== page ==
Chase Corporate Advisory's Greg Quinn

A marked improvement in the quality of advice books and an industry-wide desire to scale up are behind a significant increase in demand for advice businesses according to mergers and acquisition experts.

As the advice workforce has contracted and regulatory changes like the banning of grandfathered commissions has skimmed poor quality advice books from the market, M&A consultants report much cleaner, more profitable advice businesses across the industry.

At the same time successful mid-sized firms are searching for scale to alleviate high costs associated with elevated compliance standards, bloated professional indemnity costs, increased licensing costs and a blown-out adviser levy.

“In 18 years I’ve never seen the level of demand I’m seeing now,” says Steve Prendeville from Melbourne’s Forte Asset Management. “I recently had a business with about $500K to $1 million annual revenue listed and I’m looking at around 50 potential buyers.”

The average price for an advice book has risen from 2.5 X revenue to 3 X revenue in the last year, Prendeville estimates, primarily because the advice businesses available now are better engineered.

“Every business is improving,” he says, adding that buyers are recording 98 per cent client retention nine months post-transaction.

“Businesses are moving forward with technology, they’ve moved to annual renewals, advisers are all qualified and fixed fees are becoming more prevalent which moves out market volatility. The entire client proposition has improved across the industry, no one has passive clients anymore.”

Repeat buyers

According to Greg Quinn, executive director of advice at Chase Corporate Advisory, well-capitalised self-licensed advice groups are keen bolt these quality client books on to their business.

“The larger self-licensed firms with $5 million to $15 million revenue and 8 to 10 advisers, they’re the acquisitive ones,” he says. “They’re also generally repeat buyers, taking them in and tucking them in. They’ve got it down to an art.”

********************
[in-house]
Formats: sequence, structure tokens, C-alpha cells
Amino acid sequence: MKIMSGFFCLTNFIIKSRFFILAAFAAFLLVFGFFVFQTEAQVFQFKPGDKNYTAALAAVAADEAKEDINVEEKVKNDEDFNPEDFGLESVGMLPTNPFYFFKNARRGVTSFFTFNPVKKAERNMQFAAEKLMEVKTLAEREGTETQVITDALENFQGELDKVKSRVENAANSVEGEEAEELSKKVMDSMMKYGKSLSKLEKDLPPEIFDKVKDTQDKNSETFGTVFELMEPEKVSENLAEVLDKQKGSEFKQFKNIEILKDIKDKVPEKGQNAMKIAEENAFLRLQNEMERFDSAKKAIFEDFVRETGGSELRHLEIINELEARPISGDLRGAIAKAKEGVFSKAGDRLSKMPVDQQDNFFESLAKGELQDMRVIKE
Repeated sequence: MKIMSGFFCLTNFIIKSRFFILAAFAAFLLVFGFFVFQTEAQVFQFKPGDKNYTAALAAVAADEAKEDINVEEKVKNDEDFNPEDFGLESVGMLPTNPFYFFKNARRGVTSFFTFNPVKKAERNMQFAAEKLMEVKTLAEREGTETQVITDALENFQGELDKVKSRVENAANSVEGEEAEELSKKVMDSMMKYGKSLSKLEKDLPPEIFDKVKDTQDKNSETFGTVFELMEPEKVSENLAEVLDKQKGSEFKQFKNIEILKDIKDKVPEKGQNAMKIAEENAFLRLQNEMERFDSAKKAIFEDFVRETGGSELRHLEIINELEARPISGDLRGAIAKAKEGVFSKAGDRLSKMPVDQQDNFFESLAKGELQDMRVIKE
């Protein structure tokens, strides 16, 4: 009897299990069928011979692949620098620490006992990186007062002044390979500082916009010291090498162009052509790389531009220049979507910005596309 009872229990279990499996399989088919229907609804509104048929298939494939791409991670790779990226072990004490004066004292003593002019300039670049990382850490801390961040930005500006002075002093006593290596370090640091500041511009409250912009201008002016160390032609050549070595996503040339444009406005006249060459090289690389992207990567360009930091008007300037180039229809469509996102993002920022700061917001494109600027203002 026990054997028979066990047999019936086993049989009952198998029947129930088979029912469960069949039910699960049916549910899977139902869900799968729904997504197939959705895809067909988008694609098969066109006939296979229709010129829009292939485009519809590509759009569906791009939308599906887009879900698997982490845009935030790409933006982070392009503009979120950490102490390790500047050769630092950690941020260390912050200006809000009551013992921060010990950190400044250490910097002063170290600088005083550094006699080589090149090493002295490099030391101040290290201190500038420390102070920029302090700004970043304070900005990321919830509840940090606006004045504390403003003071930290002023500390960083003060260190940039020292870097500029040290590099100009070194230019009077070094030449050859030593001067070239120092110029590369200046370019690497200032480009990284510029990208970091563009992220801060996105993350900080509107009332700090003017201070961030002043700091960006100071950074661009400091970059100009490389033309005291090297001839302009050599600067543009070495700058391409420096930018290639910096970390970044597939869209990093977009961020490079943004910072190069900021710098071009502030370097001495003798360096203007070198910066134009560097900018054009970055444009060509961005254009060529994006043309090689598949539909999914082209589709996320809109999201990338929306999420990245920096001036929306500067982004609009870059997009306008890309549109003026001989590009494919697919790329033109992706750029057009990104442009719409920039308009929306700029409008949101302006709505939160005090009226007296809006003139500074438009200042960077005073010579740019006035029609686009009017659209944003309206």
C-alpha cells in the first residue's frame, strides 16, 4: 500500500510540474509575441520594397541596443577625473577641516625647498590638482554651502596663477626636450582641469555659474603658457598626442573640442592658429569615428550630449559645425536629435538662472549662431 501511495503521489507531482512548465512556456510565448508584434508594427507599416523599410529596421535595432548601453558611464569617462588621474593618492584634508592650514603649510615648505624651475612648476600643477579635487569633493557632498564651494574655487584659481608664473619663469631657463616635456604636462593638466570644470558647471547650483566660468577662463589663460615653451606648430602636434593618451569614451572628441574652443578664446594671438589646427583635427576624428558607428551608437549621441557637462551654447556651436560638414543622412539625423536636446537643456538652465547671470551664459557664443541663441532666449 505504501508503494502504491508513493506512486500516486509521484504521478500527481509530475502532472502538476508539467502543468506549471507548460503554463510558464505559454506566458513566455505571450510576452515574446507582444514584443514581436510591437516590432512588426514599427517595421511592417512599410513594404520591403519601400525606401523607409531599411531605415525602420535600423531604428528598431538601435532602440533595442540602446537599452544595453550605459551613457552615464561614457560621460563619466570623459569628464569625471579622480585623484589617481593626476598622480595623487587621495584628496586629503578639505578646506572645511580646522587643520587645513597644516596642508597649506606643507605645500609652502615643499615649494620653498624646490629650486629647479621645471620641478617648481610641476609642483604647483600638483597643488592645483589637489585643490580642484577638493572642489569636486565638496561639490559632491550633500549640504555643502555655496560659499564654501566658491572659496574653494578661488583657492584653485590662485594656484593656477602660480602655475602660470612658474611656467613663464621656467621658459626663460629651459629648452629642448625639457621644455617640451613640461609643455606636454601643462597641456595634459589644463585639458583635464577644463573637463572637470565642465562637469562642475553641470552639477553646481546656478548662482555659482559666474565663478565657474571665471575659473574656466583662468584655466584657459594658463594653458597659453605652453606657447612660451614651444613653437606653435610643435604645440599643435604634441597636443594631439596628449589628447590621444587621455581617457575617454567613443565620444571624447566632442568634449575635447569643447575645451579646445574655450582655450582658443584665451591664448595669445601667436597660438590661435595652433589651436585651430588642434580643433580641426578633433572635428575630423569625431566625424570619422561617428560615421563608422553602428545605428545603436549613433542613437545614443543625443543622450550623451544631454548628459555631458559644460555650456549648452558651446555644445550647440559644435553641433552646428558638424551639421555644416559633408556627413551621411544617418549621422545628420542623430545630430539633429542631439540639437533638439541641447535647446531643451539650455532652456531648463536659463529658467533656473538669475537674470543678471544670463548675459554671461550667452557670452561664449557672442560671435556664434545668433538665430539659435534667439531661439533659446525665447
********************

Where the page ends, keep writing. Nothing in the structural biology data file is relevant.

Quinn agrees that the businesses left standing are much better quality than two or three years ago. Demand is the highest it’s been in that span, he says. “If I had ten businesses to sell I’d sell all ten.”

Accru+ partner Tim Lane reports a “huge” increase in demand prompted by the desire to scale up. The businesses on the market are much more desirable now, he reports, while the supply level has dried up markedly.

“The revenue streams are very pure; in our last 6 months of valuations there’s been no adjustment for grandfathering or fee issues at all, the adjustments have been more normal. Rebates and grandfathering are gone, the income is really clean.”

Engaged clients

Concerns that a flood of advisers selling up to escape the FASEA mandate has failed to materialise, the consultants say.

“I haven’t had anyone in the last two years saying FASEA has got anything to do with it,” Quinn says, adding that the advisers exiting the industry either don’t have scale. simply want to retire.

Prendeville says the idea that FASEA would cause hundred of businesses to hit the market at once and depress prices was misguided.

“Everyone thought valuations would collapse because of the advisers leaving, but they haven’t been business owners,” he explains. “They were salaried institutional advisers or accountants under limited licenses, or else they were older advisers looking at retirement who already had a succession plan.”

The new fee consent regime that started on July 1 won’t move the needle on valuations either, he reckons.

“Getting clients to sign isn’t really a risk because of the quality of books,” he says. “The clients that are there are really engaged.”

Even if an advice group purchased a book that lost clients during the 12 month transition period to fee consent rules, Lane says it would come straight off the price via clawbacks embedded in the contract. “It used to be done on overall revenue but now contracts have clawbacks that are more concentrated at the client level


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